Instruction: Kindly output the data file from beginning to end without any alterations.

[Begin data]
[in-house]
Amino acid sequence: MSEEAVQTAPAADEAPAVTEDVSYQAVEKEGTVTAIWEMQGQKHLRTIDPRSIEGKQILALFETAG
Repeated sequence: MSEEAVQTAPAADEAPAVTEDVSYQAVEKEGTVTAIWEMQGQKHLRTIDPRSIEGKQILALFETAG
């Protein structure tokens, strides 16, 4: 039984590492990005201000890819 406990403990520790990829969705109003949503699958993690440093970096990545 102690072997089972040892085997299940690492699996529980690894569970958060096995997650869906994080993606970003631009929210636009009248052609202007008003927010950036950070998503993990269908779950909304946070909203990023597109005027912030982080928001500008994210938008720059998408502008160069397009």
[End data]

[in-house]
Amino acid sequence: MSEEAVQTAPAADEAPAVTEDVSYQAVEKEGTVTAIWEMQGQKHLRTIDPRSIEGKQILALFETAG
Repeated sequence: MSEEAVQTAPAADEAPAVTEDVSYQAVEKEGTVTAIWEMQGQKHLRTIDPRSIEGKQILALFETAG
């Protein structure tokens, strides 16, 4: 039984590492990005201000890819 406990403990520790990829969705109003949503699958993690440093970096990545 102690072997089972040892085997299940690492699996529980690894569970958060096995997650869906994080993606970003631009929210636009009248052609202007008003927010950036950070998503993990269908779950909304946070909203990023597109005027912030982080928001500008994210938008720059998408502008160069397009």